Remarks delivered by VAF President Chris Wilson at the annual meeting in Chicago, June 6, 2015
Glassie, Upton by Carl Lounsbury
It is difficult to imagine a person who has achieved more or contributed more to the field of vernacular architecture studies than the recipient of this year’s Henry Glassie Award, Dell Upton. Upton is a graduate of the storied Brown University program in American Civilization, where his dissertation committee included chair James Deetz, and readers George Monteiro and Henry Glassie. He began his professional career as an architectural historian with the Virginia Historic Landmarks Commission in the mid-1970s.
As one of the founders of the Vernacular Architectural Forum in 1979, he served as the first editor of our newsletter, Vernacular Architecture News. In those pre-internet days, those mimeographed, later printed newsletters, and Dell as its editor for ten years served as the indispensible clearinghouse for information on the quickening of scholarship on everyday buildings and landscapes. VAN and Upton’s own growing stature gave the VAF intellectual credibility, and helped create our community of scholars.
Upton’s own voracious reading and centrality to this emerging discourse, positioned him to edit two influential 1986 collections. Common Places, edited with John Vlach, sampled a rich range of topics, research methods and interpretive strategies, and demonstrated the depth and vitality of the field. America's Architectural Roots broke out of the early east coast focus of the field, even more definitively, to suggest an inclusive range of ethnic and regional traditions.
Remarkably that same year, 1986—while still the editor of VAN—Upton also published his first great scholarly monograph, Holy Things and Profane. The book is so inventive in its use of sources and range of themes that it is impossible to isolate a single strength. But I remember being particularly taken with his analysis of the relation between architecture, ritual and social hierarchy—of the ways that the “processional use of space,” of each socially- and gender-defined group entering the church in tern with the male planters entering last as a group, and of the repetition of this pattern at courthouses and planters’ homes, both reflected and reproduced social hierarchy in 18th century Virginia.
Upton began to serve on thesis and dissertation committees at the University of Virginia in 1979, and after a series of visiting appointments in the East, joined the faculty of the University of California, Berkeley in 1983. Over the next 20 years, working in particular with his colleague, Paul Groth, Berkeley became to my mind, the leading center of graduate education in the field. Upton returned to UVA for 5 years, and since 2008 has taught and, for a term, chaired the Art History Department at UCLA. He has served on a total of 150 thesis and dissertation committees, including chairing 29 dissertation committees. His former students constitute a veritable who’s who of second and third generation scholars in the field.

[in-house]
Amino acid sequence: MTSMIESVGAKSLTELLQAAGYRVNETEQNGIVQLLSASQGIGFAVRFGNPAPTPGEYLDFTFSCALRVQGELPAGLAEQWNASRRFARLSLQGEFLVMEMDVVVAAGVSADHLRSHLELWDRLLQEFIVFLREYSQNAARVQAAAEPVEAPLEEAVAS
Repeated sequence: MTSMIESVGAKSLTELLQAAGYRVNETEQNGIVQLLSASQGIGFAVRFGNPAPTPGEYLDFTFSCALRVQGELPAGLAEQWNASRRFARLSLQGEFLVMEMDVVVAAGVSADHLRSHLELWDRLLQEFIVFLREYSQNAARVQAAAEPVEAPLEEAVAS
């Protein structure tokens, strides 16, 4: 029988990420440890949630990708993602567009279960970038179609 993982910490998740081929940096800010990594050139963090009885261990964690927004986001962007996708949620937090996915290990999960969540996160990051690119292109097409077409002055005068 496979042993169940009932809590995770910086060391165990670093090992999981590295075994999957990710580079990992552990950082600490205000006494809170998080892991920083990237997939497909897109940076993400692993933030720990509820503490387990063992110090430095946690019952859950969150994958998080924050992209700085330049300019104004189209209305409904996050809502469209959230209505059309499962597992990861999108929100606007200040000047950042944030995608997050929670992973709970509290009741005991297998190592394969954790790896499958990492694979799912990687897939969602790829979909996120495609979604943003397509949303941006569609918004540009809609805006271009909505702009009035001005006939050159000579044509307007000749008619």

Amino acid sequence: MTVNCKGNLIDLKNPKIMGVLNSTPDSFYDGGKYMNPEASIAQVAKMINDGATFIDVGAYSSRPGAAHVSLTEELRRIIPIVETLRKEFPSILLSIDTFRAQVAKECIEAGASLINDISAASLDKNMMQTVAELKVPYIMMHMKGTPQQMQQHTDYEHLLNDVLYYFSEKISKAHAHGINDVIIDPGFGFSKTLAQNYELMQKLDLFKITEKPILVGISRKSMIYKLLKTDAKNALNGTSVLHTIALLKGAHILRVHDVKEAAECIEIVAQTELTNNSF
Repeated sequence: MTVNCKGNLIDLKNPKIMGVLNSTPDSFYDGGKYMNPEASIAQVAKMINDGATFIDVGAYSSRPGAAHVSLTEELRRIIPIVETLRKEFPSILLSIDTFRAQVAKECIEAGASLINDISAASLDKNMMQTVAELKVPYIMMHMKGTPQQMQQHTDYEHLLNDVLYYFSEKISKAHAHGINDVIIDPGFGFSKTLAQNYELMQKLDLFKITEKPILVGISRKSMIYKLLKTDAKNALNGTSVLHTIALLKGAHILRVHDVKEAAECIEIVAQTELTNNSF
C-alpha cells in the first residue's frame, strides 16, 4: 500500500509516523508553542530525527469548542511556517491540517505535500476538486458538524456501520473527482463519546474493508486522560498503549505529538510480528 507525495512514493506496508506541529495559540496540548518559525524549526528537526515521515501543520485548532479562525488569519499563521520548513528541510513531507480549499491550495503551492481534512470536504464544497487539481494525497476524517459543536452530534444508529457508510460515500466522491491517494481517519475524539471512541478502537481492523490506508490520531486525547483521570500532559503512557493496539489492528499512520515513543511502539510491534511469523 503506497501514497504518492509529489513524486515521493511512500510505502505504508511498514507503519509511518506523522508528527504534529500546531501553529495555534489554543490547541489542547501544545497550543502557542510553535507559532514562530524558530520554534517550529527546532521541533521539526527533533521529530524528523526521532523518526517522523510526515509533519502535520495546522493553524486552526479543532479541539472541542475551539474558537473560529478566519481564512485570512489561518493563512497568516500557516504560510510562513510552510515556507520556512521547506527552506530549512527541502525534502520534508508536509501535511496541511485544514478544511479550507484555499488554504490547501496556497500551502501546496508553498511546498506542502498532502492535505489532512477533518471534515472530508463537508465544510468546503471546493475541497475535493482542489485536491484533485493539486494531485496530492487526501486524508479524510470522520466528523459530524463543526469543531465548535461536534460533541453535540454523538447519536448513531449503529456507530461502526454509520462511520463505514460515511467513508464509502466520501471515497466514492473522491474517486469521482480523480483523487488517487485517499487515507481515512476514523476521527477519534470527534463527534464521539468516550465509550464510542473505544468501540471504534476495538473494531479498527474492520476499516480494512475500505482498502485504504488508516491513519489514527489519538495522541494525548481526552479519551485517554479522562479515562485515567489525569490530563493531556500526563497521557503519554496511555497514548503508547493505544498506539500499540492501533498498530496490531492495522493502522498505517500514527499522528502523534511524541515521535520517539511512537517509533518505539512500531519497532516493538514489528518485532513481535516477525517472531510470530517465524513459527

While I am focusing this evening on his books, he has also published over 80 scholarly articles, many as groundbreaking and widely read as his books. “Pattern Books and Professionalism,” Winterthur Portfolio (1983); “White and Black Landscape in Eighteenth Century Virginia,” Places (1985); “Architectural History or Landscape History,” JAE (1991); “Just Architectural Business as Usual,” Places (2000, a critique of New Urbanism) come quickly to mind. Scholars with other interests might come up with an entirely different list of favorites, so broad have been Upton’s concerns.
His 1998 publication Architecture in the United States incorporated recent vernacular architecture and cultural landscape scholarship into an architectural history textbook, deemphasizing the traditional distinction between elite and vernacular. In place of an inclusive chronology, he devoted each chapter to an interpretive theme: Community, Nature, Technology, Money and Art. Another City: Urban Life and Urban Spaces in the New American Republic, from 2008 is a compelling evocation and interpretation of lived experience, of the sights, sounds and smells of the early American cites. Upton notes elite attempts to foster decorum and shape new urban environments, but also elaborates the counter forces of commerce, vernacular social traditions and the demimonde.
Dell Upton has been the recipient of a Guggenheim Fellowship, the John Hope Franklin Prize from the American Studies Association, both the Alice Davis Hitchcock Award and the Spiro Kostof Award from the Society of Architectural Historians, and twice the recipient of the Vernacular Architecture Forum’s Abbott Lowell Cummings Award. Please join me in welcoming the recipient of the 2015 Henry Glassie Award, Dell Upton.
These remarks were delivered by Dell Upton at the VAF annual meeting in Gaspé-Percé, Quebec, Canada:I suspect that in your roles as students, teachers, or both, nearly all of you know John Michael Vlach through Common Places, the anthology he and I edited nearly 30 years ago. But I also suspect that you know that book is, if anything, the least of John’s scholarly contributions. For forty years he has roamed widely through Africa, the Caribbean, and the Southern United States to document the folk material culture of the African diaspora; through <galleries to find the painted record of the plantation landscape, and through professional archives to document the history of his primary discipline, folklore.
Appropriately, this recipient of the Henry Glassie Award was a doctoral student of Glassie’s at Indiana University. I first met John at a Folklore Institute party in Bloomington, where he was just finishing his dissertation. He once told me that his interest in African and African American topics went back to his undergraduate days at the University of California at Davis when, as a somewhat directionless football player, he was assigned to a wheelchair-bound faculty member who specialized in African studies. That job showed John his vocation.